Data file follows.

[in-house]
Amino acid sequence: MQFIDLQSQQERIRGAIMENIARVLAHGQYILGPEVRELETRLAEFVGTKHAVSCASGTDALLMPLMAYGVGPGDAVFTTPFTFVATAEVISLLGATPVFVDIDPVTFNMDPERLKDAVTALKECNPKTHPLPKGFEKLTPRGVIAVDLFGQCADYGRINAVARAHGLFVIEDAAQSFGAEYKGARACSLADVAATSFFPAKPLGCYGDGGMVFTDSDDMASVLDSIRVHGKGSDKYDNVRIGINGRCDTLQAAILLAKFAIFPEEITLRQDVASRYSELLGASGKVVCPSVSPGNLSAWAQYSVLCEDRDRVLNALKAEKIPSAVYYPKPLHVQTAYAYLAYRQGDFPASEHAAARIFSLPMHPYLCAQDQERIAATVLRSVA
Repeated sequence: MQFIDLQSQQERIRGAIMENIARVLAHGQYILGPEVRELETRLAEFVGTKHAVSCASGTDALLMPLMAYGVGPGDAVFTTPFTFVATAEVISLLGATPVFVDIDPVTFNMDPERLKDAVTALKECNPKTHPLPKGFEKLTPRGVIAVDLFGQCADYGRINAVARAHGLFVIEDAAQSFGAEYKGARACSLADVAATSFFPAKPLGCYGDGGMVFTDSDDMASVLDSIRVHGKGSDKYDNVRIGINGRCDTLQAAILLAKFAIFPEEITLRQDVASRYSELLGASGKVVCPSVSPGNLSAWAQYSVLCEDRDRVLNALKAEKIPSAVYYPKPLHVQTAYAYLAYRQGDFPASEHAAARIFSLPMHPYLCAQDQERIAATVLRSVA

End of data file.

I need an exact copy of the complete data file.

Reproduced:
[in-house]
Amino acid sequence: MQFIDLQSQQERIRGAIMENIARVLAHGQYILGPEVRELETRLAEFVGTKHAVSCASGTDALLMPLMAYGVGPGDAVFTTPFTFVATAEVISLLGATPVFVDIDPVTFNMDPERLKDAVTALKECNPKTHPLPKGFEKLTPRGVIAVDLFGQCADYGRINAVARAHGLFVIEDAAQSFGAEYKGARACSLADVAATSFFPAKPLGCYGDGGMVFTDSDDMASVLDSIRVHGKGSDKYDNVRIGINGRCDTLQAAILLAKFAIFPEEITLRQDVASRYSELLGASGKVVCPSVSPGNLSAWAQYSVLCEDRDRVLNALKAEKIPSAVYYPKPLHVQTAYAYLAYRQGDFPASEHAAARIFSLPMHPYLCAQDQERIAATVLRSVA
Repeated sequence: MQFIDLQSQQERIRGAIMENIARVLAHGQYILGPEVRELETRLAEFVGTKHAVSCASGTDALLMPLMAYGVGPGDAVFTTPFTFVATAEVISLLGATPVFVDIDPVTFNMDPERLKDAVTALKECNPKTHPLPKGFEKLTPRGVIAVDLFGQCADYGRINAVARAHGLFVIEDAAQSFGAEYKGARACSLADVAATSFFPAKPLGCYGDGGMVFTDSDDMASVLDSIRVHGKGSDKYDNVRIGINGRCDTLQAAILLAKFAIFPEEITLRQDVASRYSELLGASGKVVCPSVSPGNLSAWAQYSVLCEDRDRVLNALKAEKIPSAVYYPKPLHVQTAYAYLAYRQGDFPASEHAAARIFSLPMHPYLCAQDQERIAATVLRSVA